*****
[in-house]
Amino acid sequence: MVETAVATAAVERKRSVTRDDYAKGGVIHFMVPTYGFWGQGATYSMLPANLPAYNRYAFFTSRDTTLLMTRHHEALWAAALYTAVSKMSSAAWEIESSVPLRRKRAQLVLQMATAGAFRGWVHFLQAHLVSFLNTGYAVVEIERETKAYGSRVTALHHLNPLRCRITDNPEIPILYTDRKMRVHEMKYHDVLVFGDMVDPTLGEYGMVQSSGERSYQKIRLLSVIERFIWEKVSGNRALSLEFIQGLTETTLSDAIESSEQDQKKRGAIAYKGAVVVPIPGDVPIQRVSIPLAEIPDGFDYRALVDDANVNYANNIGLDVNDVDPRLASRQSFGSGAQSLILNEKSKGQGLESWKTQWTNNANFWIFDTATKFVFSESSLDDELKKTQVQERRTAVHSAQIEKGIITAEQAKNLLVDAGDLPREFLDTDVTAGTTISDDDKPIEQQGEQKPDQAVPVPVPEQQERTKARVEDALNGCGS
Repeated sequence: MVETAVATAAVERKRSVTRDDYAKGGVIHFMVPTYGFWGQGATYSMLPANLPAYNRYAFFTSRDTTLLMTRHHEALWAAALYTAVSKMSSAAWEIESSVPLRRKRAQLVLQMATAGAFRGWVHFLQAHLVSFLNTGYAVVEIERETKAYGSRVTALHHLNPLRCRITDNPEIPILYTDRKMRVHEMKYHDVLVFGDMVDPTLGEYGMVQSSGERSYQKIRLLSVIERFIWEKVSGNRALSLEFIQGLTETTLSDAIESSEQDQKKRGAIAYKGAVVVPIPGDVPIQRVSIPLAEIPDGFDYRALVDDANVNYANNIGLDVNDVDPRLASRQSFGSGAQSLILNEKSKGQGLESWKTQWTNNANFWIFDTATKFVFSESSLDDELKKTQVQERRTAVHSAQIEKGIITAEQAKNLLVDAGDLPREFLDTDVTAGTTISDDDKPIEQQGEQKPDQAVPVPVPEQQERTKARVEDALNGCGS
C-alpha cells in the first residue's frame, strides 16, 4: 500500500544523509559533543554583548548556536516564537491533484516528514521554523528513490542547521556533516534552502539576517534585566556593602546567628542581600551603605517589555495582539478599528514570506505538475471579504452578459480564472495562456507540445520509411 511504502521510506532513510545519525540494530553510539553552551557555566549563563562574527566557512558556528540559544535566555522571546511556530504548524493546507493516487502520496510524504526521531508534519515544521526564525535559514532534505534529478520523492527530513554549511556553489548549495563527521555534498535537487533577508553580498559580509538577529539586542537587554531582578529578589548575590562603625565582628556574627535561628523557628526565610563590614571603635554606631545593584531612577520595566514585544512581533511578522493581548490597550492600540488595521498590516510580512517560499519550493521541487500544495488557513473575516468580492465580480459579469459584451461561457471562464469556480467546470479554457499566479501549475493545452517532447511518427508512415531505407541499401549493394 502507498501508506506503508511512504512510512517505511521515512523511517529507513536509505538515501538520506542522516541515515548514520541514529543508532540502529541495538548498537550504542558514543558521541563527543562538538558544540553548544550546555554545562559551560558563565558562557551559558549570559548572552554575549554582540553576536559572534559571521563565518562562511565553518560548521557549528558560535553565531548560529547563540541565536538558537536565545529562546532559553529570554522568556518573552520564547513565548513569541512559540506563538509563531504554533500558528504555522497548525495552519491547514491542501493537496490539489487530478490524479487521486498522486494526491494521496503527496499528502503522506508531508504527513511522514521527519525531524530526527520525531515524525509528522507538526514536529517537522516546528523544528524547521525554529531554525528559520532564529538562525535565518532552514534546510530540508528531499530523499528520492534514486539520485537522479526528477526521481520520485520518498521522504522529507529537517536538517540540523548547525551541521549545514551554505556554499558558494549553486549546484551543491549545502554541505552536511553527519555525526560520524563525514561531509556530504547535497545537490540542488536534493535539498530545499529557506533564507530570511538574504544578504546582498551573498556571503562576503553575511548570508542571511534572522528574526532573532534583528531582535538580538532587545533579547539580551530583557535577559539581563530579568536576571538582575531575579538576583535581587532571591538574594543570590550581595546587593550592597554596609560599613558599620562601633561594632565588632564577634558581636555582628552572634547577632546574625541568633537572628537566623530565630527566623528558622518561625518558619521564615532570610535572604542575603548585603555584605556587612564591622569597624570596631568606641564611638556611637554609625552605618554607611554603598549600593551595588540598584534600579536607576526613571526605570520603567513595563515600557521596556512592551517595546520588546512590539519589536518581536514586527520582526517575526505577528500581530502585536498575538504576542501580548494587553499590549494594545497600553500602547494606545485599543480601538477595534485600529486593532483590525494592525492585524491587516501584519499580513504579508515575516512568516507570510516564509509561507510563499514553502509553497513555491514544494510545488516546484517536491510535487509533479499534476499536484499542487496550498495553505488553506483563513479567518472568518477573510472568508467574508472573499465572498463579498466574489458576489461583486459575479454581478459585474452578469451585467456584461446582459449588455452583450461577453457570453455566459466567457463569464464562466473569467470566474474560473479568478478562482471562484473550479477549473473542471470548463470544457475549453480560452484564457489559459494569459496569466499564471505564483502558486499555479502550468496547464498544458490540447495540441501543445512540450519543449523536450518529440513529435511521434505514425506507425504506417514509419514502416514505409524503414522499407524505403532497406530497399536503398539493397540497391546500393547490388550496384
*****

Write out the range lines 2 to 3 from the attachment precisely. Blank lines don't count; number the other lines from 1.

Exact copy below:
Amino acid sequence: MVETAVATAAVERKRSVTRDDYAKGGVIHFMVPTYGFWGQGATYSMLPANLPAYNRYAFFTSRDTTLLMTRHHEALWAAALYTAVSKMSSAAWEIESSVPLRRKRAQLVLQMATAGAFRGWVHFLQAHLVSFLNTGYAVVEIERETKAYGSRVTALHHLNPLRCRITDNPEIPILYTDRKMRVHEMKYHDVLVFGDMVDPTLGEYGMVQSSGERSYQKIRLLSVIERFIWEKVSGNRALSLEFIQGLTETTLSDAIESSEQDQKKRGAIAYKGAVVVPIPGDVPIQRVSIPLAEIPDGFDYRALVDDANVNYANNIGLDVNDVDPRLASRQSFGSGAQSLILNEKSKGQGLESWKTQWTNNANFWIFDTATKFVFSESSLDDELKKTQVQERRTAVHSAQIEKGIITAEQAKNLLVDAGDLPREFLDTDVTAGTTISDDDKPIEQQGEQKPDQAVPVPVPEQQERTKARVEDALNGCGS
Repeated sequence: MVETAVATAAVERKRSVTRDDYAKGGVIHFMVPTYGFWGQGATYSMLPANLPAYNRYAFFTSRDTTLLMTRHHEALWAAALYTAVSKMSSAAWEIESSVPLRRKRAQLVLQMATAGAFRGWVHFLQAHLVSFLNTGYAVVEIERETKAYGSRVTALHHLNPLRCRITDNPEIPILYTDRKMRVHEMKYHDVLVFGDMVDPTLGEYGMVQSSGERSYQKIRLLSVIERFIWEKVSGNRALSLEFIQGLTETTLSDAIESSEQDQKKRGAIAYKGAVVVPIPGDVPIQRVSIPLAEIPDGFDYRALVDDANVNYANNIGLDVNDVDPRLASRQSFGSGAQSLILNEKSKGQGLESWKTQWTNNANFWIFDTATKFVFSESSLDDELKKTQVQERRTAVHSAQIEKGIITAEQAKNLLVDAGDLPREFLDTDVTAGTTISDDDKPIEQQGEQKPDQAVPVPVPEQQERTKARVEDALNGCGS